From 1 October 2018, advisers need to show their clients a transfer value comparator (TVC) which compares the cash equivalent transfer value (CETV) their company pension scheme has offered, with the lump sum needed today to buy an equivalent retirement income. The TVC is based on the assumption that the transferred money is invested in ‘risk-free’ assets until retirement then used to buy an annuity. The rules also include all pension plans including safeguarded benefits.
The two figures will be shown as a bar chart, with the TVC figure almost always being the higher of the two.
As most Occupation Pension Schemes (schemes) are closed to new members, the typical average age of a member across most schemes will increase. As a result, the transfer values are also likely to increase as schemes (with older members) gradually change their investment mix towards lower risk, lower return assets. The lower expected return impacts the discount rate, likely reducing it. This would increase the CETV offered as a proportion of the cost of replacing the benefits being given up.
You can read the full policy paper for more details.
Advisers surveyed were generally in favour of the new way of talking to clients about whether transfers are a good idea, with most agreeing that a comparison between two lump sum figures was easier to understand than the concept of a ‘critical yield’ often used in advice conversations. Most advisers felt that the new TVCs wouldn’t have a major impact on the volume of transfers. But it’ll prompt them to explain more about the level of risk that those transferring are taking on.
The paper suggests that greater clarity about the ‘generosity’ of transfer values offered by different company pension schemes could cause trustees to review their policy on transfer values. Schemes offering the most generous transfer values (relative to the new FCA benchmark) might ask themselves if they need to be as generous to those leaving the scheme, whilst those with the least generous transfer values might face pressure from members to increase the amount on offer. In addition, where a client has rights under more than one DB scheme, the relative generosity of the transfer value on offer from each scheme could be a factor used by advisers in deciding which transfer to prioritise.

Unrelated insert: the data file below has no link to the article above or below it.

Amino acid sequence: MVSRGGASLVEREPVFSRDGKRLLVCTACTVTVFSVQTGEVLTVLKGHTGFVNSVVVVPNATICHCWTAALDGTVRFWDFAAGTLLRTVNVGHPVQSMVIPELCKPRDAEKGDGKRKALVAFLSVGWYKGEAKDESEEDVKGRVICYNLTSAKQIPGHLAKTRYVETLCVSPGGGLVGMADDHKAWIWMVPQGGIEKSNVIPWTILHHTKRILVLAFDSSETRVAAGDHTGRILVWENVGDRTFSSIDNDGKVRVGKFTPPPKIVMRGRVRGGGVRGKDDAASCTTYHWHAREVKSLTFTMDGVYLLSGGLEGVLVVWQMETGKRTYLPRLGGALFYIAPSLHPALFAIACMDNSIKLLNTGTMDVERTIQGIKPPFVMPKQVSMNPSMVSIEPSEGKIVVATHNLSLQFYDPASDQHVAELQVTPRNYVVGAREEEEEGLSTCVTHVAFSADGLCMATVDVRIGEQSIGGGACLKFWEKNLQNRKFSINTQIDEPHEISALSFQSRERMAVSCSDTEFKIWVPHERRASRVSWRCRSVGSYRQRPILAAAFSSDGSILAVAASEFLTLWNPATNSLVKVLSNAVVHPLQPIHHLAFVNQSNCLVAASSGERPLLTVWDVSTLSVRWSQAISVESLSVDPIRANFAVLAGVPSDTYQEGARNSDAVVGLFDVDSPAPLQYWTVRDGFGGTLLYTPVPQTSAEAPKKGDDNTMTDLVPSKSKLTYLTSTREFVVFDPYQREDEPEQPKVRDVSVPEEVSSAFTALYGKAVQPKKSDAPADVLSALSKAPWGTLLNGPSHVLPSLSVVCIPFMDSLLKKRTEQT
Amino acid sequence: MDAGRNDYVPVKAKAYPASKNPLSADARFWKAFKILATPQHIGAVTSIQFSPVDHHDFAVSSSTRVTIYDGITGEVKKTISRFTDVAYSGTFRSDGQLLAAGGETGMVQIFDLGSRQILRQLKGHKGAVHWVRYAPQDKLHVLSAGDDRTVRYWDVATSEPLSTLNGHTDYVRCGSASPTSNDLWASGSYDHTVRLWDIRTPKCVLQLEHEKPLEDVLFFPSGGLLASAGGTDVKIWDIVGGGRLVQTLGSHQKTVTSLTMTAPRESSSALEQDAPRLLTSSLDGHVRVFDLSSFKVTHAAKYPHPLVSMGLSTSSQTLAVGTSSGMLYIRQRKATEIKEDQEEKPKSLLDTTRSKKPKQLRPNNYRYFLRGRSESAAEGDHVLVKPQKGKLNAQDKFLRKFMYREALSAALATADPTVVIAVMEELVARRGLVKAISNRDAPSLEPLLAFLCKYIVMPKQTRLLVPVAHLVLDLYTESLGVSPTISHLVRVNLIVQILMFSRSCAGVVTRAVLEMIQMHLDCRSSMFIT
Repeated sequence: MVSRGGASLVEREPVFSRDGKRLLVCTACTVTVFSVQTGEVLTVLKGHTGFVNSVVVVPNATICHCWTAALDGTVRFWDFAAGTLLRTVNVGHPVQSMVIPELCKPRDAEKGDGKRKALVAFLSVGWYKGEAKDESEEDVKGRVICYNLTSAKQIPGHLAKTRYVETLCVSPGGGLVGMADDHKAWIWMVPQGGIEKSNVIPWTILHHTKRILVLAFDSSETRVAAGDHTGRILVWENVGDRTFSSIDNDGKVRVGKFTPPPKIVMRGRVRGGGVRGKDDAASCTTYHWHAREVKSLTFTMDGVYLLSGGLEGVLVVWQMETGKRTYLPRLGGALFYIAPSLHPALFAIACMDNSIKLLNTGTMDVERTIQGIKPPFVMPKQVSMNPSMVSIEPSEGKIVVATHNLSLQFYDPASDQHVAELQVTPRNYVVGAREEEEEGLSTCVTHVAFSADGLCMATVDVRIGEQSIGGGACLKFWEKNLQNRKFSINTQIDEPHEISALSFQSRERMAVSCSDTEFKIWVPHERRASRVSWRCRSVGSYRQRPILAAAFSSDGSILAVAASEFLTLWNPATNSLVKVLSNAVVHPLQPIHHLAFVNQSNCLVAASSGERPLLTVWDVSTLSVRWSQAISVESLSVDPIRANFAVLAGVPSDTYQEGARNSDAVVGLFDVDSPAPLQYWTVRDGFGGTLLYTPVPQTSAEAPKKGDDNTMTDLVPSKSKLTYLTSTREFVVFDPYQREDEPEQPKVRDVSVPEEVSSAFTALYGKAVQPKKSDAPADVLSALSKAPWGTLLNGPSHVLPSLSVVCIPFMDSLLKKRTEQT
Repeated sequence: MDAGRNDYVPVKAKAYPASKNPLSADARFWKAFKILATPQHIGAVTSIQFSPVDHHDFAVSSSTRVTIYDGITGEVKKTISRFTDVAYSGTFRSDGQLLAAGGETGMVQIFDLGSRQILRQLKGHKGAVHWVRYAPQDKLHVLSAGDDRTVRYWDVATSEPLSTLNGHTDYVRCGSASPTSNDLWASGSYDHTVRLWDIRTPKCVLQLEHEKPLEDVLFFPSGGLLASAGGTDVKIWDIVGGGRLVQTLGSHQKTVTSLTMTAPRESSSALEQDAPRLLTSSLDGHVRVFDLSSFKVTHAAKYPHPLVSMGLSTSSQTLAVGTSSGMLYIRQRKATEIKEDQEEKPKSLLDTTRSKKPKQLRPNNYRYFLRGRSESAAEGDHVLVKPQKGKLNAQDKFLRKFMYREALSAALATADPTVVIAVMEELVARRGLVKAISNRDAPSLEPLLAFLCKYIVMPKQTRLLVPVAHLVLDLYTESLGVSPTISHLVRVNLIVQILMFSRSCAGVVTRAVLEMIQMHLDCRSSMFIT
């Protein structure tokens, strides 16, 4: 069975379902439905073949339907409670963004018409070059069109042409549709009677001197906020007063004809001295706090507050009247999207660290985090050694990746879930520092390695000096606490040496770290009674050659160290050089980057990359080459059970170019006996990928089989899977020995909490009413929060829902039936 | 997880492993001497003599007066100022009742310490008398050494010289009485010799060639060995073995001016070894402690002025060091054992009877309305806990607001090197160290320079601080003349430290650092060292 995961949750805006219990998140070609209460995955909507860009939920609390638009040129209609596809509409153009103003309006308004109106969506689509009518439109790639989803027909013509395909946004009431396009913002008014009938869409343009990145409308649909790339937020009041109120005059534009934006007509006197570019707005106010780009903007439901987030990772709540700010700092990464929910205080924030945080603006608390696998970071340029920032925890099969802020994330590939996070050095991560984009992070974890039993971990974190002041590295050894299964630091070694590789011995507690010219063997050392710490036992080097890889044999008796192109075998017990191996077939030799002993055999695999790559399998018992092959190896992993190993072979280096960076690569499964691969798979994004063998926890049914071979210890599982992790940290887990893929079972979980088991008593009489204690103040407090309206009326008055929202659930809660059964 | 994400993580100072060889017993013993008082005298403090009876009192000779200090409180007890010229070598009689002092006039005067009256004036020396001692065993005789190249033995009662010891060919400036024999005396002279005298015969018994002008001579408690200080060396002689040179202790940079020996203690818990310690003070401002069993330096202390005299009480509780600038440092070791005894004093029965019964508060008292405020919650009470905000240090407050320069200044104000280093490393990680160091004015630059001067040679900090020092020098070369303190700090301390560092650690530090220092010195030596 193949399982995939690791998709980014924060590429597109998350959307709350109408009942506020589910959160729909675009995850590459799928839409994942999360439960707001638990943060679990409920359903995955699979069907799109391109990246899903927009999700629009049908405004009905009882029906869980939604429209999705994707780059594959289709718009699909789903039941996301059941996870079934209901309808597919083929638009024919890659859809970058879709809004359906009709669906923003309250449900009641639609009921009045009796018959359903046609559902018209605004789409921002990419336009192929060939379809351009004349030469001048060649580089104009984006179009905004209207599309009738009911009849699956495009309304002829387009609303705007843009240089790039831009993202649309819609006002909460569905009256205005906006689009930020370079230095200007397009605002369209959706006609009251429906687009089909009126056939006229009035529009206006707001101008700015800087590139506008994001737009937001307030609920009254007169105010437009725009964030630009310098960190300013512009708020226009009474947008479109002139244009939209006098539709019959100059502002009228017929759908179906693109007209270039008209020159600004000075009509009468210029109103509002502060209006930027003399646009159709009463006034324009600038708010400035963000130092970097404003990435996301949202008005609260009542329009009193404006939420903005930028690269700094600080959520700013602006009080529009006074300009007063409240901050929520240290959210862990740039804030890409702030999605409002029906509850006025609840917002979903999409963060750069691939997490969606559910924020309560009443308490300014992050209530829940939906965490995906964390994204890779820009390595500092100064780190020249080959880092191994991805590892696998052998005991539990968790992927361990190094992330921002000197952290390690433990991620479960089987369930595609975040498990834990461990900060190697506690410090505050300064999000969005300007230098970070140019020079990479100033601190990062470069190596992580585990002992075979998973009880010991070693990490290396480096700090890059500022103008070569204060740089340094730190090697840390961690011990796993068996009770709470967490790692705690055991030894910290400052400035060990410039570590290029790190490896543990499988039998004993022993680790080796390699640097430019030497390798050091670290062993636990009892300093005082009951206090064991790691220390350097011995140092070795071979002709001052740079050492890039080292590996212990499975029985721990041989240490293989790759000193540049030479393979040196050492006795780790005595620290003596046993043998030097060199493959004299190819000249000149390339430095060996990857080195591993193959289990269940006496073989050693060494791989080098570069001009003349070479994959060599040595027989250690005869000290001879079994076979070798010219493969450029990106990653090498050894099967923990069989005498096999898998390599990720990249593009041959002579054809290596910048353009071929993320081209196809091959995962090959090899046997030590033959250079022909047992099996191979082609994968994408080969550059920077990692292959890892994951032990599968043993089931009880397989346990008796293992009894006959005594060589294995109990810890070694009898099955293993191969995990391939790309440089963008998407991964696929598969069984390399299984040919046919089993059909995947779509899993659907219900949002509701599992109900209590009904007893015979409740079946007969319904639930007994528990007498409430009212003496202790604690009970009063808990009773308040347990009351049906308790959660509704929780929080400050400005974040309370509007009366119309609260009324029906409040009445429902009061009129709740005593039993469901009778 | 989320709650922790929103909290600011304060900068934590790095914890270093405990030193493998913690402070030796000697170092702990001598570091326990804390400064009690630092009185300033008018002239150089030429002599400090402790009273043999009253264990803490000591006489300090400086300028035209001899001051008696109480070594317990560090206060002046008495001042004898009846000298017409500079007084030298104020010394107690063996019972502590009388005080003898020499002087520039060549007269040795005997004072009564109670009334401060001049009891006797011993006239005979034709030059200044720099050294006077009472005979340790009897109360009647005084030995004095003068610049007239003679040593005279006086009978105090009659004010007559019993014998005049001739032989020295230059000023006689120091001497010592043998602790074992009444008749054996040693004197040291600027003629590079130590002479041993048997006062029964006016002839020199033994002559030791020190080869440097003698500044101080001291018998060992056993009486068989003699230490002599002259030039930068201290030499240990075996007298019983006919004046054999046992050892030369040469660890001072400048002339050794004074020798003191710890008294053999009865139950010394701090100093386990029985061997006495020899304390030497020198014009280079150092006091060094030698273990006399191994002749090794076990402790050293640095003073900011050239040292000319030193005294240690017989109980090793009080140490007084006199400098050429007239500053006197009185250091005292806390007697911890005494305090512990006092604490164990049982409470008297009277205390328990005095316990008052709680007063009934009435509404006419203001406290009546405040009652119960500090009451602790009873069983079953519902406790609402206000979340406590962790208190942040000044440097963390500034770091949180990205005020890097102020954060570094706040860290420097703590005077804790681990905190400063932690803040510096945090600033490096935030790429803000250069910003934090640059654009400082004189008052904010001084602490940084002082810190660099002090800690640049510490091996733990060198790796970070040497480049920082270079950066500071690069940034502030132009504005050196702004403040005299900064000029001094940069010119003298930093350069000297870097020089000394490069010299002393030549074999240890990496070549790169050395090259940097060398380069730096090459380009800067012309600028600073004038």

The TVC will be more helpful than ‘critical yield’ to demonstrate that the current huge transfer values perhaps aren’t as great as they first appear. And it’ll help demonstrate that the nearer a member gets to scheme's normal retirement date, the better the value of the CETV represents as a proportion of benefits forgone. This is referred to in the paper as the cost of flexibility.
With around 200,000 people having transferred out of a company pension in the last few years, and thousands more doing so every week, it’s vital they have a clear understanding of the valuable benefits they’re giving up. If this new way of talking about transfers leads to better outcomes for clients, this would be a good thing.
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